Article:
Twenty years ago, The National Consumer Voice for Quality Long-Term Care released a compendium of research that proved the axiom "an ounce of prevention is worth a pound of cure." The High Cost of Poor Care-The Cost Effectiveness of Good Care Practices (1991) showed how good nursing practices and routine assistance with activities of daily living could prevent billions of dollars in medical expenditures.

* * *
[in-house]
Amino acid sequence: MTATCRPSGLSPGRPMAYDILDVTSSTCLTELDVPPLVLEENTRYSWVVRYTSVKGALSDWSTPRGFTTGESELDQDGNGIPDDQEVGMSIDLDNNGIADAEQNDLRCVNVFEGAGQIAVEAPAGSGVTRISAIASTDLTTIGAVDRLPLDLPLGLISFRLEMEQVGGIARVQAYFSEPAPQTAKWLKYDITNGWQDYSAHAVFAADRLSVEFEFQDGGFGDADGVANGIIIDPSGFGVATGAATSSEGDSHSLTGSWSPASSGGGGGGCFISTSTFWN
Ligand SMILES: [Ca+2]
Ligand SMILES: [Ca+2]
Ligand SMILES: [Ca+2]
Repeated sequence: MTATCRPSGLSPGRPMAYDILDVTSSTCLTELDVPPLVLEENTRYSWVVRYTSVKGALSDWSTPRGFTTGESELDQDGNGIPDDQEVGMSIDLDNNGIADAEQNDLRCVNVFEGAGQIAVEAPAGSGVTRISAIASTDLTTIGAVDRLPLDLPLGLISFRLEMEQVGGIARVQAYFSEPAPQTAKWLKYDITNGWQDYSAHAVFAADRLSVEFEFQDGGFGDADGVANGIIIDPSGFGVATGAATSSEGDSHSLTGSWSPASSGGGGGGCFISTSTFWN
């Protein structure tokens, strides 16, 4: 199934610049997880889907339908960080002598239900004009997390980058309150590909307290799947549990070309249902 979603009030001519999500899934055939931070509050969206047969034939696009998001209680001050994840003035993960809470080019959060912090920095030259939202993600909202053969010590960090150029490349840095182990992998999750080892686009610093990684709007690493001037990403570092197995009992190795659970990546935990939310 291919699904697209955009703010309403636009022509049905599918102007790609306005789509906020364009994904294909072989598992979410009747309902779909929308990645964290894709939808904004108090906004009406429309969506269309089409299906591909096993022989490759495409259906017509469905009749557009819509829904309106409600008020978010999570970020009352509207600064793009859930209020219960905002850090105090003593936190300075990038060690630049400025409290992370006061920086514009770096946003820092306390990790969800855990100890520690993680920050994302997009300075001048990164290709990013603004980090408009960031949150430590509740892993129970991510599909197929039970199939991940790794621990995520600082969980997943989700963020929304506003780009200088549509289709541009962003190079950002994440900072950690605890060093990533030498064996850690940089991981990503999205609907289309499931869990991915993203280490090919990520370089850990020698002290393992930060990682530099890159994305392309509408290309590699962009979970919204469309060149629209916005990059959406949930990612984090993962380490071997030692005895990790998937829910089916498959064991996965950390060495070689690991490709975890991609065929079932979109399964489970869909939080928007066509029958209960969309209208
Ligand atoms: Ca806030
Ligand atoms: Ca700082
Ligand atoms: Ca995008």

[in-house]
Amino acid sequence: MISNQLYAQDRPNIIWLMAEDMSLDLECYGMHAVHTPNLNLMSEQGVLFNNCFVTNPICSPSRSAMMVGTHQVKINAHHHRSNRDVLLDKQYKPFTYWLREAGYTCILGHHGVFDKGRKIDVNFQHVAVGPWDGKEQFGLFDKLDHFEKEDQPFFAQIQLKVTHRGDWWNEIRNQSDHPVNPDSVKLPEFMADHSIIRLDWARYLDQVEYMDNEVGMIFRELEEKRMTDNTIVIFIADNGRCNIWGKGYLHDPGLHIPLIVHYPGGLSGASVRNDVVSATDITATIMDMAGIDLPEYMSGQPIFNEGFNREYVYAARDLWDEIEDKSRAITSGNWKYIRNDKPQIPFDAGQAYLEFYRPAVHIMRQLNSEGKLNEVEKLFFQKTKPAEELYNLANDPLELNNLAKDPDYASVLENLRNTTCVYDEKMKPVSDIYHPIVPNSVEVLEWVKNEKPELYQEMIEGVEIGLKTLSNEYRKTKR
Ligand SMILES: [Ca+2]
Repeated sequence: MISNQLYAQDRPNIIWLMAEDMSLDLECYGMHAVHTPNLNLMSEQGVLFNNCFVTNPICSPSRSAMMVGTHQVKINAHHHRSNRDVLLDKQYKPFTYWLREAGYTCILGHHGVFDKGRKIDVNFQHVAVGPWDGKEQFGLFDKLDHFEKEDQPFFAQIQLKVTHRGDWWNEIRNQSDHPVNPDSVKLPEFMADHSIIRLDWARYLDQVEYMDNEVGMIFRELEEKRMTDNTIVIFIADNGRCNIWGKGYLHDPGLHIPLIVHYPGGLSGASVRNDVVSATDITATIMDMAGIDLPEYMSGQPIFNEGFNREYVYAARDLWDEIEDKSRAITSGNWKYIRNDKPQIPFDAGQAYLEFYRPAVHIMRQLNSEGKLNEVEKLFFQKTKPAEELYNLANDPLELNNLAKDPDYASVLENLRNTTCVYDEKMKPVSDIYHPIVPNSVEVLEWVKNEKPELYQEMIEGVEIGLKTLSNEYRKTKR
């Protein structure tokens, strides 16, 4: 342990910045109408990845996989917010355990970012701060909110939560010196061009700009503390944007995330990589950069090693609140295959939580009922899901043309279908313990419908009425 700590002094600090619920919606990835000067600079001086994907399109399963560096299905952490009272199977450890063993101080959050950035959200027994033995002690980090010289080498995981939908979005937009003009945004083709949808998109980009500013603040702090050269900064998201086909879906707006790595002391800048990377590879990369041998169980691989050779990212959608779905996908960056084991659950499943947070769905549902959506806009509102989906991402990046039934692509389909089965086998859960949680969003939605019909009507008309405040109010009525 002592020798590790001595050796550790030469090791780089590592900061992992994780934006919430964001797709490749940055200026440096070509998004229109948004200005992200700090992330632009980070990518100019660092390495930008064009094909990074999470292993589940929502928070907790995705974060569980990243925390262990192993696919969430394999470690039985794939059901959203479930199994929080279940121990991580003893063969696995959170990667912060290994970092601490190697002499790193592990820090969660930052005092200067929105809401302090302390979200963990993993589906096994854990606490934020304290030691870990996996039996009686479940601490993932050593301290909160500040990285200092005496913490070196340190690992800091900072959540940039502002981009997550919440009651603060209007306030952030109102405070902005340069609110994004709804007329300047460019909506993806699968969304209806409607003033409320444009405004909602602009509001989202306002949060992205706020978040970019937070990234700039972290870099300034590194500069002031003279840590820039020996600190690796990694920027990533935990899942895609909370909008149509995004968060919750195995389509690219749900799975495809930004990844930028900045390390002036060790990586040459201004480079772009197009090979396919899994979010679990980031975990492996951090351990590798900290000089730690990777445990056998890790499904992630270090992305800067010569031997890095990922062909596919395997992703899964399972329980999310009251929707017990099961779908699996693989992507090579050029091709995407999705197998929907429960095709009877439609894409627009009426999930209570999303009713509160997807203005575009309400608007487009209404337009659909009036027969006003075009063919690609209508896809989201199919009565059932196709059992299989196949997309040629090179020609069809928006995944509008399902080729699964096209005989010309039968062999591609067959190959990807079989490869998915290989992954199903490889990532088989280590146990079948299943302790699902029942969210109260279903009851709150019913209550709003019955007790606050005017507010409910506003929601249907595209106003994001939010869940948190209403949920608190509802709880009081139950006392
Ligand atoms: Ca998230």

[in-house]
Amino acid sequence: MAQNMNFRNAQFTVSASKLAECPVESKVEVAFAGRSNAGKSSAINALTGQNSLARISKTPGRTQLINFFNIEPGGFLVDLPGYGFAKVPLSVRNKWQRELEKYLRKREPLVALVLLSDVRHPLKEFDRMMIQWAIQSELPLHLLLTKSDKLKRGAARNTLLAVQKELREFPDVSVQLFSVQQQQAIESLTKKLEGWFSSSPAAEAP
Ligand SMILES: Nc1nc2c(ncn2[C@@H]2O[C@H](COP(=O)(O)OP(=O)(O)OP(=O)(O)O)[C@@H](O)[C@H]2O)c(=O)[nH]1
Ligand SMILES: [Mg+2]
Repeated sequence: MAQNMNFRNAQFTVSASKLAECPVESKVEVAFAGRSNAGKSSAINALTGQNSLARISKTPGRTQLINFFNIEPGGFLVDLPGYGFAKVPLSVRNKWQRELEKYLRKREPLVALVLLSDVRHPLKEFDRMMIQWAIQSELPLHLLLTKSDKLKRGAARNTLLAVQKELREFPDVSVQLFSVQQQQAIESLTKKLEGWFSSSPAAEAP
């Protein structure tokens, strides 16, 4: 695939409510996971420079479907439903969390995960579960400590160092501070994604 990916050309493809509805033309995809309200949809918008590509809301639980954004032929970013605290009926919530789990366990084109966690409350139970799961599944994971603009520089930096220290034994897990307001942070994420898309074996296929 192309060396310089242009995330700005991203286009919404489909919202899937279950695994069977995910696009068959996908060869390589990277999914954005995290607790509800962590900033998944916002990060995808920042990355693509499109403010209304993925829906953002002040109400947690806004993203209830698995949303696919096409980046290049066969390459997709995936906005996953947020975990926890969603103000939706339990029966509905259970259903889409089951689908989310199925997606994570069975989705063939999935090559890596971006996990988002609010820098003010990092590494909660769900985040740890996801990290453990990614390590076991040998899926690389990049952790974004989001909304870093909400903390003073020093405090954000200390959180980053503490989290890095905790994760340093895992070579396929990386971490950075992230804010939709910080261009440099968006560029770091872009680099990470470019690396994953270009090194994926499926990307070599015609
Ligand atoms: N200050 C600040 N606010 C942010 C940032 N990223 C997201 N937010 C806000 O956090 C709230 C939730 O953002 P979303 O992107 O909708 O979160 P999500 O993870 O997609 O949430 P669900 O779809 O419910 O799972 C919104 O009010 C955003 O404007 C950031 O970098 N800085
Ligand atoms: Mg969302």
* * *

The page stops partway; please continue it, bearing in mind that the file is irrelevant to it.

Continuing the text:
This week the Consumer Voice publishes a new version of that report, The High Cost of Poor Care: The Financial Case for Prevention in American Nursing Homes. The new report summarizes studies showing the extraordinary cost of treating preventable medical problems in persons over 65-$19 billion for falls; $11 billion to treat pressure sores; and $5 billion in hospital charges for dehydration. It also reports research on the cost-effectiveness of preventive measures. Nursing home residents account for only part of the costs cited above, but rates of avoidable medical conditions and hospitalization are particularly high among the nursing home population. One study quoted in the report concluded 20 to 30 percent of nursing home falls are preventable and that the best fall prevention method is exercise. This is "a relatively simple intervention," says The High Cost of Poor Care, "with the potential to dramatically lower costs."